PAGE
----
A partnership (a law firm) did not discriminate against its senior partner, on grounds of age, by forcing him to retire. It succeeded in justifying its compulsory retirement age of 65.

(Decision by Ashford Employment Tribunal in Mr L J Seldon v Clarkson, Wright & Jakes [2007])


Good news for partnerships: although this is only a tribunal level decision it does indicate that tribunals are willing to uphold compulsory retirement ages in respect of partners and how such justification may be achieved. (However, as usual, each decision will turn on its own particular facts);

Helpful guidance in respect of employees: employers can currently rely on the statutory default retirement age of 65 when retiring employees (which does not apply to partners). However, if the Heyday challenge to this default retirement age is successful then employers are likely to need to justify a contractual retirement age.


Mr Seldon (the Claimant) a former partner in law firm Clarkson Wright & Jakes (the Respondent) was required by his firm's partnership deed to retire at 65.

The Claimant brought a claim in the Employment Tribunal of direct age discrimination. The Respondent accepted that the Claimant's compulsory retirement was an act of less-favourable treatment on the grounds of age. However, it argued that such treatment could be justified as being 'a proportionate means of achieving a legitimate aim'.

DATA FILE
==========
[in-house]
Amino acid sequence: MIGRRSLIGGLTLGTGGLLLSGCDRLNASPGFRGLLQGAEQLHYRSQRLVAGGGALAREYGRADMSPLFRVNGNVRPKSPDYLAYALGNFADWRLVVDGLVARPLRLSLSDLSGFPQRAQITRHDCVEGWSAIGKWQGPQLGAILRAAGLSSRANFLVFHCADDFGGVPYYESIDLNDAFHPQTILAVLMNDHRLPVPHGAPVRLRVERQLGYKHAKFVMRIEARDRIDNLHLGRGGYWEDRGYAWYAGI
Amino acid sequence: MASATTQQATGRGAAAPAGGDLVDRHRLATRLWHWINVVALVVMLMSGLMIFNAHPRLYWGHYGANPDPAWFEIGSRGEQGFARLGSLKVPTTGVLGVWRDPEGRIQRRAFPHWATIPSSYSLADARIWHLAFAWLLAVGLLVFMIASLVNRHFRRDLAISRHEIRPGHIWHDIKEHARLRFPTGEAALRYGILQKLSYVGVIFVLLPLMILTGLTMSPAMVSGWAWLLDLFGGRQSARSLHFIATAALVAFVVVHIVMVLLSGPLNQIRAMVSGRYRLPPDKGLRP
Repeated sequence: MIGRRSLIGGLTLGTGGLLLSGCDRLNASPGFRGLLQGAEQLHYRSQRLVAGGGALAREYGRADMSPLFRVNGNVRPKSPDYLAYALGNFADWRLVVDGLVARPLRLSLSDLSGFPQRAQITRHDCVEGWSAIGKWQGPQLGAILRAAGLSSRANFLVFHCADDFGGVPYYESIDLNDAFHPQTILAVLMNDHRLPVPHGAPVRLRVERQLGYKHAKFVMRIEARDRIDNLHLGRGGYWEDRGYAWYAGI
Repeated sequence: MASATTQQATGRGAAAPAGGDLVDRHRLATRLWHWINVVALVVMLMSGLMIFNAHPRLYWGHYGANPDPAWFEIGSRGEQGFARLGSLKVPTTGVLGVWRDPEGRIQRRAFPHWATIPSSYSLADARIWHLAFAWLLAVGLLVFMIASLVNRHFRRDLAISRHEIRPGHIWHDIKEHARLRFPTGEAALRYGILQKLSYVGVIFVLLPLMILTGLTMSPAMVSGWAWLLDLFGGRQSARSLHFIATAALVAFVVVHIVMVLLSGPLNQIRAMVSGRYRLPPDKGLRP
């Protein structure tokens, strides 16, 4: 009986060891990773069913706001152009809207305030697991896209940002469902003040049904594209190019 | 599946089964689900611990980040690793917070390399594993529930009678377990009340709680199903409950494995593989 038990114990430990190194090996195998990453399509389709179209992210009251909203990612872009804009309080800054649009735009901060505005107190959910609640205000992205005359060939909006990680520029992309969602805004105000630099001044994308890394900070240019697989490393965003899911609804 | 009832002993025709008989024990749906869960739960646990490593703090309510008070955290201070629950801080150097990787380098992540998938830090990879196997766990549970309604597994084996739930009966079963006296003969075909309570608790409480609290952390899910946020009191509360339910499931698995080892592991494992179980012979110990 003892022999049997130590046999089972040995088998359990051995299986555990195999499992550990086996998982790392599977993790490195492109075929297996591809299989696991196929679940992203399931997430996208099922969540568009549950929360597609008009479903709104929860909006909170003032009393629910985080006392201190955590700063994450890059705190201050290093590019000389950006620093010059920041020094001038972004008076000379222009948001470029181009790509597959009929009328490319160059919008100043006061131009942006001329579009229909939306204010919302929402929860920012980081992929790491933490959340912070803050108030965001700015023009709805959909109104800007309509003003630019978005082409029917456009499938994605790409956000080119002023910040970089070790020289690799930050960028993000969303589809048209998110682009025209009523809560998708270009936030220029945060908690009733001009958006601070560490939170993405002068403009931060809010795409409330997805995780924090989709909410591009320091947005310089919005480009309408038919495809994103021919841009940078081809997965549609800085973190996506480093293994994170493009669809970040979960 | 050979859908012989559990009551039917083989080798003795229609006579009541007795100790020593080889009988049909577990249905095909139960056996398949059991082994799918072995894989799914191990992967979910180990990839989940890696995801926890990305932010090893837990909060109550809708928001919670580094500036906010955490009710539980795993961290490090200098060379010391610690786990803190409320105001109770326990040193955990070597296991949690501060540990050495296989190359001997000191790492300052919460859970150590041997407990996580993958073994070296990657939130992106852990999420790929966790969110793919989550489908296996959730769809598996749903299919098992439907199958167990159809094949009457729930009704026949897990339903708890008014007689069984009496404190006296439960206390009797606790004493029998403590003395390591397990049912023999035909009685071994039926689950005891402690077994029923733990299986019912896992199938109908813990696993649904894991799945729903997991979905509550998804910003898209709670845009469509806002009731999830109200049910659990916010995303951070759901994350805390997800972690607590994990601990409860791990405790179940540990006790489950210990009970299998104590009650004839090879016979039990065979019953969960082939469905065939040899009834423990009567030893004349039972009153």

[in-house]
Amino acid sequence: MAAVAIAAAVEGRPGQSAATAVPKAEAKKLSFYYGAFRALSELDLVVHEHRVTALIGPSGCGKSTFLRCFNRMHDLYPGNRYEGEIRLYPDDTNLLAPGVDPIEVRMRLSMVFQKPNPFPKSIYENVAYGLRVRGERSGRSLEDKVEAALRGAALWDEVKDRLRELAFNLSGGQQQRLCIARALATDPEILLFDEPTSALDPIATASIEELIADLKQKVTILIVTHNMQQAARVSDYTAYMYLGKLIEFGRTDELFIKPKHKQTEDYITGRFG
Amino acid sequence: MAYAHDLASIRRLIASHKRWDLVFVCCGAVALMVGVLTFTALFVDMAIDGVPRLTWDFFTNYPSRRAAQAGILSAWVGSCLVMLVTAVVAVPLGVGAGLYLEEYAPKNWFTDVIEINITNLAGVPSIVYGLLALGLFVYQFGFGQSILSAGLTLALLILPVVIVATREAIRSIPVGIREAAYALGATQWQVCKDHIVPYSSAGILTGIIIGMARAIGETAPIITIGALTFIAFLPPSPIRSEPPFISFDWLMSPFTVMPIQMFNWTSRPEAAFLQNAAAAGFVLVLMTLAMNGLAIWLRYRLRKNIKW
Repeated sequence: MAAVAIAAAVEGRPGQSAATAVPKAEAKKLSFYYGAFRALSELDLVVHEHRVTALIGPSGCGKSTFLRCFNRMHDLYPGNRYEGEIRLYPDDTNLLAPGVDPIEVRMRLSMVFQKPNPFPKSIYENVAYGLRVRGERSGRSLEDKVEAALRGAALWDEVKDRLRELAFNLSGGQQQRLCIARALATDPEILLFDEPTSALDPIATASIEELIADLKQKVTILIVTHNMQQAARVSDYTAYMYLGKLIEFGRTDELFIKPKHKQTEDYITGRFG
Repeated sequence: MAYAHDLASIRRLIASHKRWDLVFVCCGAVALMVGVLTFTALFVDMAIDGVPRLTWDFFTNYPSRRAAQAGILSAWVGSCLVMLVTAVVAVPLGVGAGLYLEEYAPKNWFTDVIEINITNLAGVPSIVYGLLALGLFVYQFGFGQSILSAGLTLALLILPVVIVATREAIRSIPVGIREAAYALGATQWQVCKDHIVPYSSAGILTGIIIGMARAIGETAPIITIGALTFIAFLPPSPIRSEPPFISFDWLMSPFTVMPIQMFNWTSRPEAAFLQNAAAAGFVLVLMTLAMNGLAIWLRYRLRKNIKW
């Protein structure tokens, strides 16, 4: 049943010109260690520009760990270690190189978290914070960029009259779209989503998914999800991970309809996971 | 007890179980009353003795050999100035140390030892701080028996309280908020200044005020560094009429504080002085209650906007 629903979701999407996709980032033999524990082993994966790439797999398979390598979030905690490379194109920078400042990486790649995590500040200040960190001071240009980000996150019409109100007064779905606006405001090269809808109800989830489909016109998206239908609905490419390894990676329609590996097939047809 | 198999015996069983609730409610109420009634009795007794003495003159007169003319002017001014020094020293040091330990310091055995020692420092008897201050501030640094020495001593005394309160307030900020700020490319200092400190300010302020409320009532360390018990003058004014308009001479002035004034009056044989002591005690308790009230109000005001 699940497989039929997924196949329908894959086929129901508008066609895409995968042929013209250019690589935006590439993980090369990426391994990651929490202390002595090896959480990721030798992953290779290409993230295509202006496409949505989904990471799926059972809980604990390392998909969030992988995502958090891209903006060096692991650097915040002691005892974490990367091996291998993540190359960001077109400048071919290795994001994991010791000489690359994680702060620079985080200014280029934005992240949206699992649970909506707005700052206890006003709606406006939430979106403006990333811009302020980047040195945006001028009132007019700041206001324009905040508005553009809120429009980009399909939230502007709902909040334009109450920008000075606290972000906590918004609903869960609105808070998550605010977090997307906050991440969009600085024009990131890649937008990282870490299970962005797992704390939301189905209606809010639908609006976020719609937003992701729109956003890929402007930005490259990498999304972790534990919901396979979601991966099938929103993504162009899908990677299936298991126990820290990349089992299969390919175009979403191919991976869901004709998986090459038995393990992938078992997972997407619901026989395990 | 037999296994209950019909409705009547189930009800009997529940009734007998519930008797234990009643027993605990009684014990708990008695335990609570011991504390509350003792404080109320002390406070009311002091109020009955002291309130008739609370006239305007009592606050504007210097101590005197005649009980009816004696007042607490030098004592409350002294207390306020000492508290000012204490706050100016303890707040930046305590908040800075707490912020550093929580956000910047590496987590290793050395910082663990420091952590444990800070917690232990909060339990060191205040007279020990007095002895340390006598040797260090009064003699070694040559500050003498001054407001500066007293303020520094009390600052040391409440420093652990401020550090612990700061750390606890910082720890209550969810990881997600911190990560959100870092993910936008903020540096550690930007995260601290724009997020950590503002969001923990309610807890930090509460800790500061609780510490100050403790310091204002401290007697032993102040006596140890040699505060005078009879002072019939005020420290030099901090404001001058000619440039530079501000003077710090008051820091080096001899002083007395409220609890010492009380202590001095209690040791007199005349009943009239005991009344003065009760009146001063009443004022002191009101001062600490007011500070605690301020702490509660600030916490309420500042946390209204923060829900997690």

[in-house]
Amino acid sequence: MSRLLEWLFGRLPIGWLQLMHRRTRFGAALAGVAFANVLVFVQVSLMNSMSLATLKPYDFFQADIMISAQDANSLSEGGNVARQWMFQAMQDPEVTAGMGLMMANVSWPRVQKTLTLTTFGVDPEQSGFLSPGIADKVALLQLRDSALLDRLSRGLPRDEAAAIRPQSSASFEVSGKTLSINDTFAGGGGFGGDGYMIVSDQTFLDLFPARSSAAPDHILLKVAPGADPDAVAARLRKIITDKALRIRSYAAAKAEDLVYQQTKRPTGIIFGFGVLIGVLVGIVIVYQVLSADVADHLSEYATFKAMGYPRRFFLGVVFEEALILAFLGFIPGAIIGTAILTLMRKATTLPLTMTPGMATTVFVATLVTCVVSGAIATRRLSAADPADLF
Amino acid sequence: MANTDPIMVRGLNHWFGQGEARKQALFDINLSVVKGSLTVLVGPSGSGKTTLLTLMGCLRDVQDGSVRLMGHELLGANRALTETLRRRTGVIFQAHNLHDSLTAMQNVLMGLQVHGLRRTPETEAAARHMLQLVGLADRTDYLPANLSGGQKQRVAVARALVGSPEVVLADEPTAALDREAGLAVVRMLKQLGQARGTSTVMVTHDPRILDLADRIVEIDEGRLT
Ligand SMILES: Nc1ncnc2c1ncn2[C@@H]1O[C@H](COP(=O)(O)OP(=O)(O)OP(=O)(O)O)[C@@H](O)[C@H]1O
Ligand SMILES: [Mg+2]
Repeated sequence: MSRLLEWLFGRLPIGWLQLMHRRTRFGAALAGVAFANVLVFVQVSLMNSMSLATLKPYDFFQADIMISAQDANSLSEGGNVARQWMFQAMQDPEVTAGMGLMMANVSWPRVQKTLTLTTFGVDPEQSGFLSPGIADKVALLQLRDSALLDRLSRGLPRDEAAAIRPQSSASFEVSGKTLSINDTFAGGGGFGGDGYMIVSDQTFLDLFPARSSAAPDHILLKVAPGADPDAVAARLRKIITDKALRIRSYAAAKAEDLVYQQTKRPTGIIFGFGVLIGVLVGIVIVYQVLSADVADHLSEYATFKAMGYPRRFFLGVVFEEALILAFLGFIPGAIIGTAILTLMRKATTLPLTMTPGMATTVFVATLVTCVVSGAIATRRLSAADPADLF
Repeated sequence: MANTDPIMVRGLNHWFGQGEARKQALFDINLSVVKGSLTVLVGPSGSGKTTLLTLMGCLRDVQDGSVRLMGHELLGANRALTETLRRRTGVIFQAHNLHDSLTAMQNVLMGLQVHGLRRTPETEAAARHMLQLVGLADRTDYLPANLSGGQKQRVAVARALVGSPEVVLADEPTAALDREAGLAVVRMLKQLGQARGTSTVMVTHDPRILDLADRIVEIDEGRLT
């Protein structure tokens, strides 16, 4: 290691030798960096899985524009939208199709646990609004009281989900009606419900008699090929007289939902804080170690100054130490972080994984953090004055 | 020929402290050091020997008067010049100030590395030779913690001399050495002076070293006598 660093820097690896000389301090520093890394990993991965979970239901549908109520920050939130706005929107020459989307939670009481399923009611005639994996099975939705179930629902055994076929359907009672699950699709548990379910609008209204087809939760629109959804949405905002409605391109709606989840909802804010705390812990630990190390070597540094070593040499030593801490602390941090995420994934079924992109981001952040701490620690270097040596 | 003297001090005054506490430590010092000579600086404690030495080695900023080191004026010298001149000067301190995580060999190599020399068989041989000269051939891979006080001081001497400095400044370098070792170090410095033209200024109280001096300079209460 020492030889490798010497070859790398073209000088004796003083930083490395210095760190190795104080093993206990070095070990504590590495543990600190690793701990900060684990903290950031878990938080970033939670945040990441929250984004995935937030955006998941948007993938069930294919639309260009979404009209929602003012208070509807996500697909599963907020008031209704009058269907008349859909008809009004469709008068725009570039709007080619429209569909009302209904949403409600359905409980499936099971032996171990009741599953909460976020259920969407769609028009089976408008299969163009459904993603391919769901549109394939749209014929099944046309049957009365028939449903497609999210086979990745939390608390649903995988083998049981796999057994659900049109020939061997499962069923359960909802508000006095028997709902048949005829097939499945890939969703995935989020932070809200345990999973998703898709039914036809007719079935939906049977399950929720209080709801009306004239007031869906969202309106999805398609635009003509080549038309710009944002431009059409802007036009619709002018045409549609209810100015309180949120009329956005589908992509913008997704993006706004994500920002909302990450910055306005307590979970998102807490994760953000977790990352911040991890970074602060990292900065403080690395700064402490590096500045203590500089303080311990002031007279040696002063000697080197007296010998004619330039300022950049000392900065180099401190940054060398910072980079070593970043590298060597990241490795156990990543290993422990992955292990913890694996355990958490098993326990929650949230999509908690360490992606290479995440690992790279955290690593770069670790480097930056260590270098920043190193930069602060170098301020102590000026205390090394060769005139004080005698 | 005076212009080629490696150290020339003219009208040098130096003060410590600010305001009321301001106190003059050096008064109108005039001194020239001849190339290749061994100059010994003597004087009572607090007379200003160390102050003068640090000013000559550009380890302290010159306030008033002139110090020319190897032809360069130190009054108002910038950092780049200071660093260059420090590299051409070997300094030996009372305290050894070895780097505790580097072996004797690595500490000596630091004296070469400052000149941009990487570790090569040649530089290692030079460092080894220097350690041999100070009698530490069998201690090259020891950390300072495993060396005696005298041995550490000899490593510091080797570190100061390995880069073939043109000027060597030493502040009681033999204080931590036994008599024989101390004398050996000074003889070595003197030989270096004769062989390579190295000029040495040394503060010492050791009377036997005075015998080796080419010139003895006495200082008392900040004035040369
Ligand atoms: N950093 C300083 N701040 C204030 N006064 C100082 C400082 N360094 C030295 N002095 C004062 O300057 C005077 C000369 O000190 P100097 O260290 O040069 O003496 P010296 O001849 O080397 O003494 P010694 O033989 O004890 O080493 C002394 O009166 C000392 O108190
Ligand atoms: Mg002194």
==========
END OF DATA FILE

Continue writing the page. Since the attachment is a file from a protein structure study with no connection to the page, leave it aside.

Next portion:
The Tribunal agreed with the Respondent that its following aims were legitimate:

  • ensuring succession planning. i.e. that associates would be given the opportunity of partnership after a reasonable period;
  • avoiding the need to expel partners for performance management reasons; and
  • facilitating the planning of the partnership and workforce.

The Tribunal further considered that there was no reasonable alternative to compulsory retirement to meet the Respondent's above aims and therefore it was proportionate.

However, it is worth noting that in this case the Tribunal did not accept the Claimant's suggestion of performance management (and dismissal for poor performance) as an alternative to compulsory retirement. The main reason for this is that performance management would have an adverse effect upon the 'congenial and supportive' culture of the firm (which was small and only had ten partners).

It may well be that it would be more difficult for a larger firm, which is more readily prepared to use performance management, to persuade a Tribunal that compulsory retirement is justified. However, it would seem that performance management is a poor tool to deal with succession planning, given that many partners may well continue to excel into their 'old' age. It also potentially minimises the opportunity for partners to have a dignified exit from their business.